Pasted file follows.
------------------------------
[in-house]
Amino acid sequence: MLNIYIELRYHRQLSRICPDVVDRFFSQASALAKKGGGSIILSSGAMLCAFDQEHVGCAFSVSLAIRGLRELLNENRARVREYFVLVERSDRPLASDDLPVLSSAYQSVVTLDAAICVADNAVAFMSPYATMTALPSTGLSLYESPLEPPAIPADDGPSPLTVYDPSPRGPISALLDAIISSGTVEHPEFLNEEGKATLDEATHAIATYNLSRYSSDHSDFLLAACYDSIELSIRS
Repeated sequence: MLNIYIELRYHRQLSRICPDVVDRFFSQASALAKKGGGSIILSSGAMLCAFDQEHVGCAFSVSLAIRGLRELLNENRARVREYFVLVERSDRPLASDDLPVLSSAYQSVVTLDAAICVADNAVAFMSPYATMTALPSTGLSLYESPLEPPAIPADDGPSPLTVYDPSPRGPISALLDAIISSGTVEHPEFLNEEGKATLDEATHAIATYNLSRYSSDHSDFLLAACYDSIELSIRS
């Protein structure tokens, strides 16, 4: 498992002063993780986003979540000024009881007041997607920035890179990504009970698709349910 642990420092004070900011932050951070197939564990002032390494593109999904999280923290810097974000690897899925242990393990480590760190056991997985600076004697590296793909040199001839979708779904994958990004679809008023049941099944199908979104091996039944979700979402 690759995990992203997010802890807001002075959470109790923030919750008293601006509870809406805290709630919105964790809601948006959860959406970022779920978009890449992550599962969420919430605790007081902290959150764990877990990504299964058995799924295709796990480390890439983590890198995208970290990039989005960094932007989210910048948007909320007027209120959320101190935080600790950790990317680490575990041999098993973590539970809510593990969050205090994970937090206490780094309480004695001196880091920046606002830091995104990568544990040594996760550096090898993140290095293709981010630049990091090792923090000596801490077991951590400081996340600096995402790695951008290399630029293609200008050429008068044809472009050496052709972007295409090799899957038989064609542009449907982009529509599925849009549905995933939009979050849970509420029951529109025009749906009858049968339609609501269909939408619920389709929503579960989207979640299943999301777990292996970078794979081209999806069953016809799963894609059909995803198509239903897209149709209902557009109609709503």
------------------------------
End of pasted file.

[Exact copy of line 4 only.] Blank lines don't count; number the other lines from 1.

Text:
């Protein structure tokens, strides 16, 4: 498992002063993780986003979540000024009881007041997607920035890179990504009970698709349910 642990420092004070900011932050951070197939564990002032390494593109999904999280923290810097974000690897899925242990393990480590760190056991997985600076004697590296793909040199001839979708779904994958990004679809008023049941099944199908979104091996039944979700979402 690759995990992203997010802890807001002075959470109790923030919750008293601006509870809406805290709630919105964790809601948006959860959406970022779920978009890449992550599962969420919430605790007081902290959150764990877990990504299964058995799924295709796990480390890439983590890198995208970290990039989005960094932007989210910048948007909320007027209120959320101190935080600790950790990317680490575990041999098993973590539970809510593990969050205090994970937090206490780094309480004695001196880091920046606002830091995104990568544990040594996760550096090898993140290095293709981010630049990091090792923090000596801490077991951590400081996340600096995402790695951008290399630029293609200008050429008068044809472009050496052709972007295409090799899957038989064609542009449907982009529509599925849009549905995933939009979050849970509420029951529109025009749906009858049968339609609501269909939408619920389709929503579960989207979640299943999301777990292996970078794979081209999806069953016809799963894609059909995803198509239903897209149709209902557009109609709503």